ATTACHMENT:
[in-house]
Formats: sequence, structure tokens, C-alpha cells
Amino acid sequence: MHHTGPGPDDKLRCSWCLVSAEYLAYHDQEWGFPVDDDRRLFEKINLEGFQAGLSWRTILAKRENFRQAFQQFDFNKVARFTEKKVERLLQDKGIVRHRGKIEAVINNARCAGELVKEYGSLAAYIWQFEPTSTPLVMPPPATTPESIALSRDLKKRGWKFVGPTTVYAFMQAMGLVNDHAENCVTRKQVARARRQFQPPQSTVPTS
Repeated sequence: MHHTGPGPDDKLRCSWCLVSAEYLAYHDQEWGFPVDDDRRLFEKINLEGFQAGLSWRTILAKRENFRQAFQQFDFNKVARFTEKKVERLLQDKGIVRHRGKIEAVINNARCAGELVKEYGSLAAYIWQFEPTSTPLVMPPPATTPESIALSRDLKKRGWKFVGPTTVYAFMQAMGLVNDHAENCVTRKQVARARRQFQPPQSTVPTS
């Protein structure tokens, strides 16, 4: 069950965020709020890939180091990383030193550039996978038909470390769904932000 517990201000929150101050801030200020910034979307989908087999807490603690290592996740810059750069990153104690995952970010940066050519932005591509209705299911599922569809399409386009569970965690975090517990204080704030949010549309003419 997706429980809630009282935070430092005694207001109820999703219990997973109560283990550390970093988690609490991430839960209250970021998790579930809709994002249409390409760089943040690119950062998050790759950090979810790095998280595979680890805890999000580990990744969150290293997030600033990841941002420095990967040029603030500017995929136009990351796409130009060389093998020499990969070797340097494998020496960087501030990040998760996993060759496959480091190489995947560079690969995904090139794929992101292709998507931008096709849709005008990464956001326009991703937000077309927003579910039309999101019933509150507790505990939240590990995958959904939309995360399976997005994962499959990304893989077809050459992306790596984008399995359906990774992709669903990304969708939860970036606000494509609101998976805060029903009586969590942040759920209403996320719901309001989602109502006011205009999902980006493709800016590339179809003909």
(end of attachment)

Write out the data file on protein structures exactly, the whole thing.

[in-house]
Formats: sequence, structure tokens, C-alpha cells
Amino acid sequence: MHHTGPGPDDKLRCSWCLVSAEYLAYHDQEWGFPVDDDRRLFEKINLEGFQAGLSWRTILAKRENFRQAFQQFDFNKVARFTEKKVERLLQDKGIVRHRGKIEAVINNARCAGELVKEYGSLAAYIWQFEPTSTPLVMPPPATTPESIALSRDLKKRGWKFVGPTTVYAFMQAMGLVNDHAENCVTRKQVARARRQFQPPQSTVPTS
Repeated sequence: MHHTGPGPDDKLRCSWCLVSAEYLAYHDQEWGFPVDDDRRLFEKINLEGFQAGLSWRTILAKRENFRQAFQQFDFNKVARFTEKKVERLLQDKGIVRHRGKIEAVINNARCAGELVKEYGSLAAYIWQFEPTSTPLVMPPPATTPESIALSRDLKKRGWKFVGPTTVYAFMQAMGLVNDHAENCVTRKQVARARRQFQPPQSTVPTS
């Protein structure tokens, strides 16, 4: 069950965020709020890939180091990383030193550039996978038909470390769904932000 517990201000929150101050801030200020910034979307989908087999807490603690290592996740810059750069990153104690995952970010940066050519932005591509209705299911599922569809399409386009569970965690975090517990204080704030949010549309003419 997706429980809630009282935070430092005694207001109820999703219990997973109560283990550390970093988690609490991430839960209250970021998790579930809709994002249409390409760089943040690119950062998050790759950090979810790095998280595979680890805890999000580990990744969150290293997030600033990841941002420095990967040029603030500017995929136009990351796409130009060389093998020499990969070797340097494998020496960087501030990040998760996993060759496959480091190489995947560079690969995904090139794929992101292709998507931008096709849709005008990464956001326009991703937000077309927003579910039309999101019933509150507790505990939240590990995958959904939309995360399976997005994962499959990304893989077809050459992306790596984008399995359906990774992709669903990304969708939860970036606000494509609101998976805060029903009586969590942040759920209403996320719901309001989602109502006011205009999902980006493709800016590339179809003909």